This puts the burden on us, the patient, to create a working relationship with our providers. How? Step into the role of the provider. They have trained for years to make educated medical assessments based on data collected from
medical/family histories, physical examinations, tests and symptoms as described by the patient. Two of these sources rely on the patients memory and capacity to translate how they are feeling into terminology that means something to the provider. For ME/CFS patients, this is a challenge. We inherently are struggling with compromised memories and frequently fail to keep a conversational context for any extended period of time. Add that to the often rushed environment of a doctors office where the face to face time with the physician is limited and mostly directed by the doctor who is asking a lot of questions. Lastly, we have a diagnosis that is non-specific. Each patients version of ME/CFS can be vastly different in presentation other than the standard definitional symptoms. So as patients, we need to be proactive with data. We need to go into the doctors office with an accurate picture of how we have been since our last appointment described in data terms that a doctor can relate to.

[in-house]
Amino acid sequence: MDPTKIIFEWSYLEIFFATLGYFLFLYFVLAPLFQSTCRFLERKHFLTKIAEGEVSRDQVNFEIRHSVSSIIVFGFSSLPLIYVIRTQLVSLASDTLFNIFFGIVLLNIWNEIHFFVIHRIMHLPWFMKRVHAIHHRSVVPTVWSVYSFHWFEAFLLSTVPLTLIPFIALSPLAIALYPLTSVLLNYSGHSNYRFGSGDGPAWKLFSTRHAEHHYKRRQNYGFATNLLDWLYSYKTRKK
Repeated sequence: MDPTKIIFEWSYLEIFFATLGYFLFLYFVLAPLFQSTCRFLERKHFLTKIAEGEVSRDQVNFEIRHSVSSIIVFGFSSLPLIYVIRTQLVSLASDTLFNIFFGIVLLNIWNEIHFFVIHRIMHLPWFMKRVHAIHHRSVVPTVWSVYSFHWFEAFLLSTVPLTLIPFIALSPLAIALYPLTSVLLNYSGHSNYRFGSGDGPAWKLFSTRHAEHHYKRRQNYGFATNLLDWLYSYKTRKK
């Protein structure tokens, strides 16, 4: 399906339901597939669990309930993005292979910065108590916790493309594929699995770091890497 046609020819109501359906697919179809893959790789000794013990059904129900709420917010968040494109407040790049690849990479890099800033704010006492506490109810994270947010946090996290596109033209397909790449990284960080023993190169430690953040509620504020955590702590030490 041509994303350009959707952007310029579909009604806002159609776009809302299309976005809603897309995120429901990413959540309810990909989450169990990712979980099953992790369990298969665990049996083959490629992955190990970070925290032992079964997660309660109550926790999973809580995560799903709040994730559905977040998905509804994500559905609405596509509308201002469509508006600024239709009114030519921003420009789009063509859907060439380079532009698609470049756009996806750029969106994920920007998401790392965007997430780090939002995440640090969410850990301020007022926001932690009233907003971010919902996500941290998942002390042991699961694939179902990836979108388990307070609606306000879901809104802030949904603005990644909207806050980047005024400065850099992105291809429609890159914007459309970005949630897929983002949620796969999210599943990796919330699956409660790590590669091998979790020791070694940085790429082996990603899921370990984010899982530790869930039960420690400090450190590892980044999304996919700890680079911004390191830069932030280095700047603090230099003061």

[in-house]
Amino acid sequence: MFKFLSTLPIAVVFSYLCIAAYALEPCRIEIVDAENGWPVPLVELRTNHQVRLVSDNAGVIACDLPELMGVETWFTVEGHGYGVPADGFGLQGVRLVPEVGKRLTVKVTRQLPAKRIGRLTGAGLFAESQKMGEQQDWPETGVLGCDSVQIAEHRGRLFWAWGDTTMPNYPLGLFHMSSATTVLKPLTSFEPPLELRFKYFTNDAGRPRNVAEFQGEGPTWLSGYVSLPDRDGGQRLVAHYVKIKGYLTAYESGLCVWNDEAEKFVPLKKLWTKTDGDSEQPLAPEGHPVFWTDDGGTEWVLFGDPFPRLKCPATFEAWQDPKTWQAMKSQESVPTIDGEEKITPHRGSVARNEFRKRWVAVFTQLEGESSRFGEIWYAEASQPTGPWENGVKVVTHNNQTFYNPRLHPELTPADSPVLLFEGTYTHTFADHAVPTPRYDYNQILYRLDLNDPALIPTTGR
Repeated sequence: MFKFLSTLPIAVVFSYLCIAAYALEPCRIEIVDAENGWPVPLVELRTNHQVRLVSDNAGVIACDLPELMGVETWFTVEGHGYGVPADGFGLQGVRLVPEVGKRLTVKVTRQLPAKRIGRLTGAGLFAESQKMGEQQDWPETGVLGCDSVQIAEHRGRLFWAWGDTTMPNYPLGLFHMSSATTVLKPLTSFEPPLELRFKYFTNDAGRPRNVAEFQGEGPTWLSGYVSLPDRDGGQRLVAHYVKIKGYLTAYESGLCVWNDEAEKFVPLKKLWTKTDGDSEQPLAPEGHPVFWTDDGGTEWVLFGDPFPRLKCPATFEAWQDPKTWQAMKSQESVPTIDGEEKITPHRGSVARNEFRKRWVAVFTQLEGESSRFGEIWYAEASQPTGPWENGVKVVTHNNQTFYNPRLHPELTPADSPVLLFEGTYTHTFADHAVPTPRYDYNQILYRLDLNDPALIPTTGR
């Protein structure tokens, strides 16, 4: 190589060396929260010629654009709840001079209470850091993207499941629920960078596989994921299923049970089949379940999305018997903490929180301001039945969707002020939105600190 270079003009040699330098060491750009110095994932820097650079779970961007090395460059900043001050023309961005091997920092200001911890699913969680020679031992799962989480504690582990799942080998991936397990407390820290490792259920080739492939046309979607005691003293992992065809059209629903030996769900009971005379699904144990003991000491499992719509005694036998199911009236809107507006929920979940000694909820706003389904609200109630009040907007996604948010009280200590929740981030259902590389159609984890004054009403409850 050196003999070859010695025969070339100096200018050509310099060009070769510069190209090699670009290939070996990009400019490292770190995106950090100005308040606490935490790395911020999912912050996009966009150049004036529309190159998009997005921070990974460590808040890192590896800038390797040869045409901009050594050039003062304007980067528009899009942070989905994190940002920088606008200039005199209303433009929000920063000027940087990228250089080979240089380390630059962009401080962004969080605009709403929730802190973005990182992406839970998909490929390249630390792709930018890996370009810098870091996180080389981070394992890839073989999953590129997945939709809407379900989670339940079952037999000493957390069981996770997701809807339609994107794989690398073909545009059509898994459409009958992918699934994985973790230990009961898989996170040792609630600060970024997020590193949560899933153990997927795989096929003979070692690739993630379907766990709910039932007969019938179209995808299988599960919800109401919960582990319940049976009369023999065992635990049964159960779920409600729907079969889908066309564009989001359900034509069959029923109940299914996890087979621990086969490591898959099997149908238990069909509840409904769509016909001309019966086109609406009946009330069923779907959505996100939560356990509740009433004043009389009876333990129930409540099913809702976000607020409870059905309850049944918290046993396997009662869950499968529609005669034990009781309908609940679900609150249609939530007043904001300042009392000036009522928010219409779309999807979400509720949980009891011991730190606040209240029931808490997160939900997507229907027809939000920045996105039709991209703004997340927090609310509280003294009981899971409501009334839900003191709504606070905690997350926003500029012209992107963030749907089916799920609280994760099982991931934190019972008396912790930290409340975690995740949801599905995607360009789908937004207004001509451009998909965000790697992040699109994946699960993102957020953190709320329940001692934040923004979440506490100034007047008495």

A daily health log is key to ensuring a reliable picture of how you are doing. It provides your physician with data driven input. It accurately represents your symptoms and their severity which give your provider specifics on which to focus. Most importantly, it gives you confidence in knowing how you are progressing in real terms that don’t rely on your compromised recollections. Are you keeping a daily log? Do you have a working relationship with your doctor? Please COMMENT on this blog or Send in your thoughts and I’ll post them with your permission. You can use the Contact Form or send an email to Martha at DefeatCFS dot net. And Guest Blogs are most welcome!
Look for a weekly posting on Tuesdays. And consider being part of the conversation.
Be Well Again,